Litters that were the result of permissible outcross males were registered and there appears a “P” in the third position of the registration code. Likewise, the non-permissible out-crosses had litters that bear an “N” in the third position. Once a cat is enough generations away from any S, N and P codes, the third place will be a “T”. This means that the cat/kitten in question will have only that breed (Savannah) in the three previous generations.

Currently, the Savannah is a Championship breed.

This means that any breeding to an out-cross male or female to try to bring in needed traits or vigor will be labeled as N because there are no permissible out-crosses.
Keeping the above in mind (the information for the third digit in the code), there are also rules that apply to the first two places in the registration status code. The letters (A, B, C) are for the first place in the code and the numbers (1,2,3) and letter O are the second places.

1. A. The cat/kitten has parents of two different breeds.
2. B. The cat/kitten has at least one grandparent of a different breed.
3. C. The cat/kitten has at least one great-grandparent of a different breed.
4. 1. The cat/kitten has at least one unknown or unregistered parent. (i.e. the serval)
5. 2. The cat/kitten has at least one unknown or unregistered grandparent.
6. 3. The cat/kitten has at least one unknown or unregistered great-grandparent.
7. O. The cat/kitten has no unknown or unregistered cats in its three-generation pedigree.

The following is how the codes affect Savannah registrations

1. A serval registration code is always 00S.
2. Any cat bred to a serval will bear the registration code A1S and we would refer to the “Different Breed Outside of the Breed Group” chart because the Serval is a different breed than a Savannah.
3. When we breed the A1S Savannah to another Savannah, we move to the “The Same Breed” chart and stay on that chart unless or until we breed to another breed including the serval.

To use the charts you locate one cat/kitten’s code in question along the top row and the other cat/kitten’s code on the first column. Follow the column to the right and the row down and where they intersect is what the outcome would be for the mating of the two.

Here are some examples for you to try. Find the outcome of the following breedings:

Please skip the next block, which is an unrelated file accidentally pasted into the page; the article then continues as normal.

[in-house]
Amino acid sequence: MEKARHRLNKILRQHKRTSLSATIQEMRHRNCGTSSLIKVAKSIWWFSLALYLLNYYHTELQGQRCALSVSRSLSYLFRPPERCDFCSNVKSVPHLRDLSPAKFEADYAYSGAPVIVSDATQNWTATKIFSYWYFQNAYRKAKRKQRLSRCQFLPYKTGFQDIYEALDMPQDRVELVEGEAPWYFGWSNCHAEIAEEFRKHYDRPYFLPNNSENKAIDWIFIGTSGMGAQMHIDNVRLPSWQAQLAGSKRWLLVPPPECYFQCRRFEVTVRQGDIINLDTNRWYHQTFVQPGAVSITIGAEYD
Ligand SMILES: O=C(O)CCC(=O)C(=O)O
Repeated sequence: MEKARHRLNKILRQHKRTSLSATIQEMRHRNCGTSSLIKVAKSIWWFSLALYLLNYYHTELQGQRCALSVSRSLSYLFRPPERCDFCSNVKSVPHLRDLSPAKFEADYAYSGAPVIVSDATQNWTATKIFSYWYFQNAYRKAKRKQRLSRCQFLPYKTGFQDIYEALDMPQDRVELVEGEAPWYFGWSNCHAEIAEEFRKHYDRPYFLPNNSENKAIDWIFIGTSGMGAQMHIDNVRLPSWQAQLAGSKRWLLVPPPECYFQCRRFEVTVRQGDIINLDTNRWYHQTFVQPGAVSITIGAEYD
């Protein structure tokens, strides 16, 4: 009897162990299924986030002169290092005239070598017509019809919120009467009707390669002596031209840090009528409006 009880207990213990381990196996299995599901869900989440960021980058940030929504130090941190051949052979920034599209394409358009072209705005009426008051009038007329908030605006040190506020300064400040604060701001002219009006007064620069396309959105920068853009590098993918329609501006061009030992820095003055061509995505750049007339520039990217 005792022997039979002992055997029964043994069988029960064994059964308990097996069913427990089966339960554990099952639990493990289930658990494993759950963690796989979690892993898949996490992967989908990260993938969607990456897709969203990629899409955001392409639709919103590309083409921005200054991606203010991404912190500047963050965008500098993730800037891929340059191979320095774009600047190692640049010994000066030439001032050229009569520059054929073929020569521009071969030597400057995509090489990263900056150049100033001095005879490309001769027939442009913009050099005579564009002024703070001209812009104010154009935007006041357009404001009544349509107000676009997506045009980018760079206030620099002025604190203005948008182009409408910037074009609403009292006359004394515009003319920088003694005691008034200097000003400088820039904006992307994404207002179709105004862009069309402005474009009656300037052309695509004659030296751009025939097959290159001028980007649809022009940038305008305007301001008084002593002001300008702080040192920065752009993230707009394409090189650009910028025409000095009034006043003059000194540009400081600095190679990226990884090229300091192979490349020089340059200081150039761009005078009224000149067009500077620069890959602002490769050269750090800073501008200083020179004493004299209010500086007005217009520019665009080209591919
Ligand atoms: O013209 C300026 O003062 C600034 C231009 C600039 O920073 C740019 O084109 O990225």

1. A serval to a B3 Savannah
2. An SB to an A1 Savannah
3. A C2 Savannah to an SB Oriental Shorthair
4. A BO Savannah to a BO Savannah
5. A C3 Savannah to a C3 Savannah
6. A B3 to an AO Savannah
7. An SB Savannah to a serval
8. A B2 Savannah to a B3 Savannah (check your answers below same breed chart)

Same Breed


Different Breeds


Why do I need to know Savannah Cat F1, F2, F3, and other generations?

There is no need to memorize this data if you have the knowledge of how to use it. The information is always available here.

There are a number of reasons you should understand. An ability to use the information and charts will allow you to check your registration papers for discrepancies. When purchasing a cat from a breeder, scan the numbers to be sure you are getting the correct generation or breed. Another reason may be when breeders use the numbers in conversations or sales copy it is advantageous to understand just what it is they are purporting. One last item. As a breeder, you should be able to know what codes your kittens are.  Now, with F1 F2 F3 explained, we hope you understand why and how to use it.

These charts are not that hard to understand once you know which chart to go to for your information and how to look it up. Practice makes perfect.

One other factor that comes up frequently is “percentages”. Mathematically, an F1 would be 50% Serval, and an F2 would be 25%, and so on. This can be very misleading. Some very well-bred cats at F4 and F5 can be much more “Serval” looking than a poorly bred F2 or F3.
Always base your opinion of a cat based on how it looks, instead of the percentage. Also, it’s smart to use the A B Cs when referring to a cat instead of the “F”…especially in the later generations. Protection Status